Antarctica, the Southern Ocean, and Climate Change
June 2, 2014 06:27 AM - British Antarctic Survey

A special issue of the Philosophical Transactions of the Royal Society A has been published today (Monday 2 June) which brings together a collection of papers on many of the unresolved issues relating to the Southern Ocean. Professor Michael Meredith from the British Antarctic Survey was a guest editor on the issue; 'The Southern Ocean: new insights into circulation, carbon and climate'. The research includes: Why greenhouse gases and the ozone holes are melting the Arctic sea ice but are having a cooling effect in some parts of Antarctica, and how dust, which provides iron and essential nutrients to the ocean, might have been the cause of increased biological productivity in the southern Atlantic Ocean during the last ice age.

British Airways Turns Garbage into Jet Fuel: Sustainable Solution or Incineration in Disguise?
May 30, 2014 02:03 PM - Alexis Petru, Triple Pundit

Can garbage power your plane ride from New York to London? That’s the idea behind a new production plant that will transform waste from London's homes and businesses into a jet fuel that costs about the same price as conventional petroleum-based fuel but burns cleaner and produces fewer carbon emissions.

How Sharks Could Help Predict Hurricanes
May 29, 2014 08:20 AM - Steve Williams, Care2

Scientists have embarked on a remarkable new project to use shark and large marine predators as biological sensors in the hopes that they could help us predict the formation and course of potentially dangerous hurricanes. Researchers from the University of Miami have tagged a total of 750 marine animals in the past ten years, all to track the temperature and salinity of sea waters at different depths. Earlier this year though, the researchers noticed something special about the data — the tagged marine life gravitated toward water that was about 79 degrees Fahrenheit or higher, which is the temperature at which hurricanes form.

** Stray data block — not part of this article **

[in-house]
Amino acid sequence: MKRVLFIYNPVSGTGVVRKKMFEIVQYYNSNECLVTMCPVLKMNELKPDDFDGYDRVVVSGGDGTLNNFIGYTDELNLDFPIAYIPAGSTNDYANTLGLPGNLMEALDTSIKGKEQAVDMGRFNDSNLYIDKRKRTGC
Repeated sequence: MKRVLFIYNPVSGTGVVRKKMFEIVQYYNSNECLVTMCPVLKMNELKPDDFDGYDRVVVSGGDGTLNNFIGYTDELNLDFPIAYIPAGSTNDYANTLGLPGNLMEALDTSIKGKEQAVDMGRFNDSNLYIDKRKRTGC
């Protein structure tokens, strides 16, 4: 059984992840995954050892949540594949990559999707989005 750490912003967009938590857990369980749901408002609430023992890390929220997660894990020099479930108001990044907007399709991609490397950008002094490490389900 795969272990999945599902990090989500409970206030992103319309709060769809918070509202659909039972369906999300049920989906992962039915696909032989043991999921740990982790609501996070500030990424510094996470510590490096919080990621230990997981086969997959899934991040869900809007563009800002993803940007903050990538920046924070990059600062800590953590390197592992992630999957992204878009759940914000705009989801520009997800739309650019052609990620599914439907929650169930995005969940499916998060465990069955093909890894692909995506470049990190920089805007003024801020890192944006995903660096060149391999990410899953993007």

EPA doles out grants to replace old diesel engines on tug boats
May 27, 2014 03:17 PM - Allison Winter, ENN

The shipping industry is one of the most under-regulated industries in the world due to outdated and international regulations that are difficult to enforce on a global scale. And as these ships enter our harbors and ports close to home, their operations have the potential to generate smog-forming emissions and other pollutants that are linked to various health problems in susceptible populations. In an effort to combat some of the pollution expelled from dirty diesel engines, the U.S. Environmental Protection Agency has allotted over one million dollars to help two specific organizations replace their old engines with less polluting models. According to the EPA, the projects will cut emissions of harmful nitrogen oxides and particulate matter among other pollutants which are linked to asthma, lung and heart disease and premature death.